Ed Ben, Director, Transaction Tax Practice, SC&H Group, Discusses Tax Audit Defense Strategies
February 5, 2014
Companies are often challenged when it comes to state and local tax audits. Auditors take a “guilty until proven innocent” approach to assessing tax, penalties, and interest, with the burden of proof in rebutting such assessments falling to the taxpayer.
In addition, most auditors ignore tax overpayments, leaving it up to the taxpayer to engage the right expertise to help reduce assessments asserted by the state.
Following is an interview with Ed Ben, Director, Transaction Tax Practice, SC&H Group, who shares some insights into why companies should be proactive and aggressive in their Audit Defense strategy.
Q: What are the biggest challenges taxpayers face when looking at the transaction tax terrain on the state level?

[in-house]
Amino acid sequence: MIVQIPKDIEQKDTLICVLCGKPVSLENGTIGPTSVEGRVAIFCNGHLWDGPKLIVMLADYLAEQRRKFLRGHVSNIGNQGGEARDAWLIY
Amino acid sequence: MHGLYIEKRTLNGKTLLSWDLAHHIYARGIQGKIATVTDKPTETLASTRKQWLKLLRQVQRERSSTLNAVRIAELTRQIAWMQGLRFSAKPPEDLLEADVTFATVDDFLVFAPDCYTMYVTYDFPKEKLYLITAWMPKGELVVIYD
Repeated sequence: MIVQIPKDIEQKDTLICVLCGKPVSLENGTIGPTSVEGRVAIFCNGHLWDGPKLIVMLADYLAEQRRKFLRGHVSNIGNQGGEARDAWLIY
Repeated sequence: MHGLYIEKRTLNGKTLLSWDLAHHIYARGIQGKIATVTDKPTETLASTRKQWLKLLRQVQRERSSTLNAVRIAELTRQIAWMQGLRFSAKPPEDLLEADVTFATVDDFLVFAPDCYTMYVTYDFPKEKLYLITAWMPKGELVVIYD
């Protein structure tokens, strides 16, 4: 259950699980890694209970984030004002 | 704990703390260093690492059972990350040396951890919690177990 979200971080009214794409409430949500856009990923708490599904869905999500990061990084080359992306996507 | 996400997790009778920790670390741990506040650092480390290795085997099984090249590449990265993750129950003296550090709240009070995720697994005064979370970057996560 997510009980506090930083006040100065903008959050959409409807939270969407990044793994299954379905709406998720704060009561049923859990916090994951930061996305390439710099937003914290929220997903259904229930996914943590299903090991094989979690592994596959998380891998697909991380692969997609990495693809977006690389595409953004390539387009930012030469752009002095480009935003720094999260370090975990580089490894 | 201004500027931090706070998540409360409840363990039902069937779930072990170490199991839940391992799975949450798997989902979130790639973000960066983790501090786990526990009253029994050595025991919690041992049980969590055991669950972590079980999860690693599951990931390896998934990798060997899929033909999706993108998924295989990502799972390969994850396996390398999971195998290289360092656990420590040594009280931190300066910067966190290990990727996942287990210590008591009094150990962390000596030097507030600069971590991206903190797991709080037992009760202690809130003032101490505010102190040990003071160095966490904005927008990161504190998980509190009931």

Ed Ben: First, major corporations that do business in multiple states face a highly complex tax landscape, with each state having its own taxing definitions, varying exemptions, and differing interpretations of seemingly similar statutes.
Further adding to these complexities are the 9,600 taxing jurisdictions in the country, each with its own state, local, county, and special district rates to consider. For businesses with a vast footprint, incorporating these complex nuances into the compliance and reporting process can be difficult. If not implemented correctly, a compliance and reporting system can lead to underpayments or overpayments of transaction taxes.
The fundamental building block of a strong audit defense strategy lies in ensuring that a corporation’s compliance and reporting process is implemented so that only the correct amount of tax is captured and reported. Cutting corners during a system implementation, or not developing a well-documented process, will only cost you money in the long run.